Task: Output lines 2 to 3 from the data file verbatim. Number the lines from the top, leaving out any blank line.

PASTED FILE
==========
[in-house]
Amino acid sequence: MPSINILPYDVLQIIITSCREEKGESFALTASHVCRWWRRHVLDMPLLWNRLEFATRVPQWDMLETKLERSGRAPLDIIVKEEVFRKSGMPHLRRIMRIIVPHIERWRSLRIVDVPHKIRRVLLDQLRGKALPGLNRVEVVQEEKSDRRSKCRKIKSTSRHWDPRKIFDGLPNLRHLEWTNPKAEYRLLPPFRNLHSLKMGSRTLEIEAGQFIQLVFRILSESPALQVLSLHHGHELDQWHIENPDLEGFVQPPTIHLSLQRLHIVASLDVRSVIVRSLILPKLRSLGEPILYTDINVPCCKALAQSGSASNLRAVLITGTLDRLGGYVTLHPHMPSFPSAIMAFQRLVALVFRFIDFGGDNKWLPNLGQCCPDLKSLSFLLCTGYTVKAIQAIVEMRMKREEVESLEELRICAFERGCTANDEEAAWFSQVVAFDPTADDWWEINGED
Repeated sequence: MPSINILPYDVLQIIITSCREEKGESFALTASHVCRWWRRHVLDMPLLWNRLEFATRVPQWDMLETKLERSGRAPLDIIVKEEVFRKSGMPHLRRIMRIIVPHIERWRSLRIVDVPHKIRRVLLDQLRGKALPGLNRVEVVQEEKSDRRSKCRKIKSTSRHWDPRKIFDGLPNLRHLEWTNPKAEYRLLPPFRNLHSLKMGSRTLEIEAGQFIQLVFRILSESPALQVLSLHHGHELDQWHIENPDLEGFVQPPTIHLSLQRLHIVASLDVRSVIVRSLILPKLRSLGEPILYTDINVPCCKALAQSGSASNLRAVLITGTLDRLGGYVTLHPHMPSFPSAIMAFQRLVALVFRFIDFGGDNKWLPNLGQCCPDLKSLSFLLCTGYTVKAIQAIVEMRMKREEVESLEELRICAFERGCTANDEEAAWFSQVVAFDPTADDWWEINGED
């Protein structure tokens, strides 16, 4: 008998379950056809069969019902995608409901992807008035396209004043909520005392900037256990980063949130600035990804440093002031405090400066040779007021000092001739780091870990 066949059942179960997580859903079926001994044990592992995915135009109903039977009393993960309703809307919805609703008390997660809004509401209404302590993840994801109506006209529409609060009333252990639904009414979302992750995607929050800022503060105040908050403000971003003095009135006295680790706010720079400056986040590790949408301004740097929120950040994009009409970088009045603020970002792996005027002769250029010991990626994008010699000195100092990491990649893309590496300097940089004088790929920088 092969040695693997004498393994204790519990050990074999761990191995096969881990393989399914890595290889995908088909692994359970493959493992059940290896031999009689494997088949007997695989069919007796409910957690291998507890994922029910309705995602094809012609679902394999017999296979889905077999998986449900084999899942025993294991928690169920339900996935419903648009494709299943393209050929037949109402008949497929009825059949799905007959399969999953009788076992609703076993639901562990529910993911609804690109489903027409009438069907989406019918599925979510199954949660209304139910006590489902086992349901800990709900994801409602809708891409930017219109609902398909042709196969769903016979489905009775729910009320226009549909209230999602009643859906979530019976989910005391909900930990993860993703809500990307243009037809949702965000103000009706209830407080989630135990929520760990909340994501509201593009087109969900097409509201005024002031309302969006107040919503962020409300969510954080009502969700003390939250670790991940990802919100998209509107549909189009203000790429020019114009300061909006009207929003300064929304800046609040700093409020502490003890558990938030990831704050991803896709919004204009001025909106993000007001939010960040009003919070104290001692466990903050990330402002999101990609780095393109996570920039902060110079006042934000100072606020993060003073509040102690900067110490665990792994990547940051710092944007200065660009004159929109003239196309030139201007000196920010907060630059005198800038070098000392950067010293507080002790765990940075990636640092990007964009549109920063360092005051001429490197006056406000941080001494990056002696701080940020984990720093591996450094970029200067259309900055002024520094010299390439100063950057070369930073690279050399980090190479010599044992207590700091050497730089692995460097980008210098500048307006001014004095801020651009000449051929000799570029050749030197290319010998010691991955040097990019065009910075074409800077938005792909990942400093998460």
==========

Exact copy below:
Amino acid sequence: MPSINILPYDVLQIIITSCREEKGESFALTASHVCRWWRRHVLDMPLLWNRLEFATRVPQWDMLETKLERSGRAPLDIIVKEEVFRKSGMPHLRRIMRIIVPHIERWRSLRIVDVPHKIRRVLLDQLRGKALPGLNRVEVVQEEKSDRRSKCRKIKSTSRHWDPRKIFDGLPNLRHLEWTNPKAEYRLLPPFRNLHSLKMGSRTLEIEAGQFIQLVFRILSESPALQVLSLHHGHELDQWHIENPDLEGFVQPPTIHLSLQRLHIVASLDVRSVIVRSLILPKLRSLGEPILYTDINVPCCKALAQSGSASNLRAVLITGTLDRLGGYVTLHPHMPSFPSAIMAFQRLVALVFRFIDFGGDNKWLPNLGQCCPDLKSLSFLLCTGYTVKAIQAIVEMRMKREEVESLEELRICAFERGCTANDEEAAWFSQVVAFDPTADDWWEINGED
Repeated sequence: MPSINILPYDVLQIIITSCREEKGESFALTASHVCRWWRRHVLDMPLLWNRLEFATRVPQWDMLETKLERSGRAPLDIIVKEEVFRKSGMPHLRRIMRIIVPHIERWRSLRIVDVPHKIRRVLLDQLRGKALPGLNRVEVVQEEKSDRRSKCRKIKSTSRHWDPRKIFDGLPNLRHLEWTNPKAEYRLLPPFRNLHSLKMGSRTLEIEAGQFIQLVFRILSESPALQVLSLHHGHELDQWHIENPDLEGFVQPPTIHLSLQRLHIVASLDVRSVIVRSLILPKLRSLGEPILYTDINVPCCKALAQSGSASNLRAVLITGTLDRLGGYVTLHPHMPSFPSAIMAFQRLVALVFRFIDFGGDNKWLPNLGQCCPDLKSLSFLLCTGYTVKAIQAIVEMRMKREEVESLEELRICAFERGCTANDEEAAWFSQVVAFDPTADDWWEINGED